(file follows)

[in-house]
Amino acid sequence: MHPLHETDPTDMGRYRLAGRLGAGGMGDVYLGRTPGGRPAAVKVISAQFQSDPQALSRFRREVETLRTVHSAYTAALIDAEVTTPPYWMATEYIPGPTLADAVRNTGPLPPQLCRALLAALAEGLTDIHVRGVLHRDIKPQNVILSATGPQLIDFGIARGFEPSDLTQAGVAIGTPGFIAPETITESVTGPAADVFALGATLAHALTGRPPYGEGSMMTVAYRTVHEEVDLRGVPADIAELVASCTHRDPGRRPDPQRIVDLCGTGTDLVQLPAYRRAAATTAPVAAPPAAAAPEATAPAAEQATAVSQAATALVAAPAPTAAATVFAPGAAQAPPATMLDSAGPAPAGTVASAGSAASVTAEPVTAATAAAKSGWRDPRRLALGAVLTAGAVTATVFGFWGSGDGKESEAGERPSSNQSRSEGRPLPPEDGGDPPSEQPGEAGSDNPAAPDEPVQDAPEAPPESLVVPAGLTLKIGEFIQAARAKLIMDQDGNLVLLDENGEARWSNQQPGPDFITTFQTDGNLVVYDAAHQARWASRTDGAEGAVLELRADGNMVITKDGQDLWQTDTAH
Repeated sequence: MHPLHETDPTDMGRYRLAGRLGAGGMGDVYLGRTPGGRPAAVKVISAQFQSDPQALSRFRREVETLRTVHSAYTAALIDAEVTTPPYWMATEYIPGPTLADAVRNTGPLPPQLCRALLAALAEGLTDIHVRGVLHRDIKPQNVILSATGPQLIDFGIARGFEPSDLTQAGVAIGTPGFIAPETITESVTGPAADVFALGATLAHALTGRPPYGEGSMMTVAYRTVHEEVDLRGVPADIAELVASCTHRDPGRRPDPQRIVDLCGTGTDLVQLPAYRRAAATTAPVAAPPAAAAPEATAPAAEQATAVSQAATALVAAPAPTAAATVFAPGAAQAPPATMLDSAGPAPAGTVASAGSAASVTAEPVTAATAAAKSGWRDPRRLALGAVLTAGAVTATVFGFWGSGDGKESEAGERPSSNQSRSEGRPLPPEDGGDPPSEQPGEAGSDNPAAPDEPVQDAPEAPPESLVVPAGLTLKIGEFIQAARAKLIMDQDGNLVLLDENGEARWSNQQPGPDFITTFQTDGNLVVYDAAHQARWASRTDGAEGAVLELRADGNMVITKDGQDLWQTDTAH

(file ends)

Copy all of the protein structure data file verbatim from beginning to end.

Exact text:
[in-house]
Amino acid sequence: MHPLHETDPTDMGRYRLAGRLGAGGMGDVYLGRTPGGRPAAVKVISAQFQSDPQALSRFRREVETLRTVHSAYTAALIDAEVTTPPYWMATEYIPGPTLADAVRNTGPLPPQLCRALLAALAEGLTDIHVRGVLHRDIKPQNVILSATGPQLIDFGIARGFEPSDLTQAGVAIGTPGFIAPETITESVTGPAADVFALGATLAHALTGRPPYGEGSMMTVAYRTVHEEVDLRGVPADIAELVASCTHRDPGRRPDPQRIVDLCGTGTDLVQLPAYRRAAATTAPVAAPPAAAAPEATAPAAEQATAVSQAATALVAAPAPTAAATVFAPGAAQAPPATMLDSAGPAPAGTVASAGSAASVTAEPVTAATAAAKSGWRDPRRLALGAVLTAGAVTATVFGFWGSGDGKESEAGERPSSNQSRSEGRPLPPEDGGDPPSEQPGEAGSDNPAAPDEPVQDAPEAPPESLVVPAGLTLKIGEFIQAARAKLIMDQDGNLVLLDENGEARWSNQQPGPDFITTFQTDGNLVVYDAAHQARWASRTDGAEGAVLELRADGNMVITKDGQDLWQTDTAH
Repeated sequence: MHPLHETDPTDMGRYRLAGRLGAGGMGDVYLGRTPGGRPAAVKVISAQFQSDPQALSRFRREVETLRTVHSAYTAALIDAEVTTPPYWMATEYIPGPTLADAVRNTGPLPPQLCRALLAALAEGLTDIHVRGVLHRDIKPQNVILSATGPQLIDFGIARGFEPSDLTQAGVAIGTPGFIAPETITESVTGPAADVFALGATLAHALTGRPPYGEGSMMTVAYRTVHEEVDLRGVPADIAELVASCTHRDPGRRPDPQRIVDLCGTGTDLVQLPAYRRAAATTAPVAAPPAAAAPEATAPAAEQATAVSQAATALVAAPAPTAAATVFAPGAAQAPPATMLDSAGPAPAGTVASAGSAASVTAEPVTAATAAAKSGWRDPRRLALGAVLTAGAVTATVFGFWGSGDGKESEAGERPSSNQSRSEGRPLPPEDGGDPPSEQPGEAGSDNPAAPDEPVQDAPEAPPESLVVPAGLTLKIGEFIQAARAKLIMDQDGNLVLLDENGEARWSNQQPGPDFITTFQTDGNLVVYDAAHQARWASRTDGAEGAVLELRADGNMVITKDGQDLWQTDTAH